"Keep in mind that what you are selling is the house -- not its contents," she adds.
If you remove throw or area rugs, eliminate clutter and collections, and cut down on furniture and accessories, the room will appear to be more airy and spacious. "It's all about flow. The eye should move easily from room to room, reflecting on the best features of your home rather than on the possessions inside the home. You really have to completely detach yourself from your possessions and look at your home like you're seeing it for the first time." Look through the eyes of the buyer.
If you just can't see through all your things to the core of your home, consider hiring a professional.
Interview two or three home stagers at your home. Find out what they will (and won't) do, how long it might take, what the fees are, and how soon they might be able to start. Ask for references from recent customers, see photos of their "before" and "after" homes, and get their opinion on what exactly needs to be done in your home.
Also, be sure to clarify what items in the plan that you will be responsible for (perhaps moving clutter to the storage unit) vs. what they will handle for you.
"Often, a Professional Home Stager can advise you about small improvements that will improve your home's resale value," says Ms. Matzke. "Often times, things a homeowner may overlook, like adding fresh paint and replacing worn carpeting, can make a huge impact on a buyer's first impression of your home.
And likewise, what a seller feels may be a big drawback may not be a factor at all in the overall appeal of the home." Ms. Matzke offers more information and a printable list of home staging tips on her website, Center Stage Home.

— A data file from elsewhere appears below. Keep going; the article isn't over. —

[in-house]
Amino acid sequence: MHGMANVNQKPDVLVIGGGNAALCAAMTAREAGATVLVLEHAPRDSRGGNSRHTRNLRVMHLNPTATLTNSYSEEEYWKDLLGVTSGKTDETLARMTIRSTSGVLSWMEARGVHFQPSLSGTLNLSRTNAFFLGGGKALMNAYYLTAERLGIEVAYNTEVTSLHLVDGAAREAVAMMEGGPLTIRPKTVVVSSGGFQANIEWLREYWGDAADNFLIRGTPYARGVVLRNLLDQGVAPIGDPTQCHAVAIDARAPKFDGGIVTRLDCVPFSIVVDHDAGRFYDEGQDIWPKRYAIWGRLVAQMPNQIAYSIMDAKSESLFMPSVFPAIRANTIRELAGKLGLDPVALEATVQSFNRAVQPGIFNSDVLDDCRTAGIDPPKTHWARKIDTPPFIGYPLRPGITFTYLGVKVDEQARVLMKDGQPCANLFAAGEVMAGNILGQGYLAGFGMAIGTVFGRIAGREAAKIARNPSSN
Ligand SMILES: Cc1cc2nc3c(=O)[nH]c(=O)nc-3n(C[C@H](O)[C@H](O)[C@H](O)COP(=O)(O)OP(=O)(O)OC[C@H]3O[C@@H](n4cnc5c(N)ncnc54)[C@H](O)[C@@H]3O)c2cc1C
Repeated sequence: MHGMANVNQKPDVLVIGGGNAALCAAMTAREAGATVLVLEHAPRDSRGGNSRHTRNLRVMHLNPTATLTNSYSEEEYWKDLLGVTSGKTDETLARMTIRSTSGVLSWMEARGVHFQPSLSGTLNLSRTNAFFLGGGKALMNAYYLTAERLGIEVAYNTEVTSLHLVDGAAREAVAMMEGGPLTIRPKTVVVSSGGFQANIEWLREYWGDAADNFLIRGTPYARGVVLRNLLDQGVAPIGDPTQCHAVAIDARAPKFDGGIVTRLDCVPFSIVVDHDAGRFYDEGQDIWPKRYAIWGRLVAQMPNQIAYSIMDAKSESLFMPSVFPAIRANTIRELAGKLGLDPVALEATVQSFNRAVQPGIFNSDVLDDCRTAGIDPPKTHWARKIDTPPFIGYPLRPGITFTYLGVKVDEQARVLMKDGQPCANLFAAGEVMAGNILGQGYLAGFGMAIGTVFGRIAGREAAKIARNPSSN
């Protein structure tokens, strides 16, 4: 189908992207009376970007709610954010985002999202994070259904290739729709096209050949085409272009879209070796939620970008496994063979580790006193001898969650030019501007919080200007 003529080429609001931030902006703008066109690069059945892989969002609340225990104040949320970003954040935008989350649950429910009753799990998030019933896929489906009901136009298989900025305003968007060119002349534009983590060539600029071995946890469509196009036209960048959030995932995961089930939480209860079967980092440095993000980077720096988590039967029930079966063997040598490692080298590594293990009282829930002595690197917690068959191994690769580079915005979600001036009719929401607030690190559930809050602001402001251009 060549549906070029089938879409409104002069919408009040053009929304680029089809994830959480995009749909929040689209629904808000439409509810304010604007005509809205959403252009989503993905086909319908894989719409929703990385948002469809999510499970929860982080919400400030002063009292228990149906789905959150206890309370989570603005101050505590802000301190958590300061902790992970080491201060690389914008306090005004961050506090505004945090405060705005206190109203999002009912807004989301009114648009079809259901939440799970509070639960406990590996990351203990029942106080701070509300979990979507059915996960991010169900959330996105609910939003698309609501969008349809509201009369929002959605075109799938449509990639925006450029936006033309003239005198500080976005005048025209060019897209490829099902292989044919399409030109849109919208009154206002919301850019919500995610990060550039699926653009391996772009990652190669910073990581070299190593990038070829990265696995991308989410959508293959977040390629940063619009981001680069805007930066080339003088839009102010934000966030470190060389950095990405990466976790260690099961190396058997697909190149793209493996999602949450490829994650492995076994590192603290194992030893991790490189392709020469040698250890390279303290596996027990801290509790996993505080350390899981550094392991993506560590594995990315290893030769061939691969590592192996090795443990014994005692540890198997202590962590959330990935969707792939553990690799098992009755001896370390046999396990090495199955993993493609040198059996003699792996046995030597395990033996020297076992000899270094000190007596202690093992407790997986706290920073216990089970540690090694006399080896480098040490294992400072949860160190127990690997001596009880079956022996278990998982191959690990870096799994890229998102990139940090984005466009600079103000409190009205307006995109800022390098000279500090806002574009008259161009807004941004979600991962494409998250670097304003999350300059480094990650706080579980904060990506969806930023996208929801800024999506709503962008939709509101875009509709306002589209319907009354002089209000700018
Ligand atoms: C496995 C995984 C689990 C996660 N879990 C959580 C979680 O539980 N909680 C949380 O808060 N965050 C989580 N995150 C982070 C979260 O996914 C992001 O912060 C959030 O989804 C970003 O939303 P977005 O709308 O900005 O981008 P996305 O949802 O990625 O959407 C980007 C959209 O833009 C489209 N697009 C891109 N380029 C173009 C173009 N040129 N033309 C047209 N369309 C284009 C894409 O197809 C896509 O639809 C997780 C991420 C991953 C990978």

If you're a homeowner with an objective point of view, you may be able to clear out and rearrange by yourself. After all, you'll eventually be packing up all of your possessions to move, so boxing up unneeded items and clutter shouldn't be too much of a problem.
However, if you find it hard to edit your own stuff, then either ask a friend to help or hire a professional home stager.
Call in the Pros
You can locate a professional home stager "much like you would find any other professional service," says Ms.
Matzke. Ask around and get referrals. Check with your real estate agent. Many real estate firms keep lists of professionals who can do everything from clean a home to repair a leaking kitchen faucet and will probably have information on home stagers in your area as well.
Professional home stagers or interior redesigners charge by the scope of the work, anywhere from a few hundred dollars for one room to a few thousand dollars for an entire home. It will depend on the size and scale of the work involved.
Most will empty one room at a time then begin to bring back your furnishings and accessories to make a more cohesive design statement.
If you decide to do the work yourself, approach the job the same way. Home staging is home staging, no matter who does it.
Plan to do one room at a time. Remove anything and everything that is personal, shabby, soiled, or crowded. Clean all surfaces thoroughly, then replace only the pieces that look wonderful.
In this case, less is more.
Are you ready to get started?
Clear the Decks
Rent a storage unit or borrow a friend's garage for a few weeks or months and fill it with boxes of collectibles as well as sports equipment, holiday decorations, seasonal clothing, and extra furniture.
Then begin to fill it with things that are unsightly. Add prepacked items, boxes of garage clutter, and items pulled from storage areas including the basement and attic.
You're going to have to move it sometime anyway, so get some of it out of the way before you begin showing your home.
What Goes, What Stays?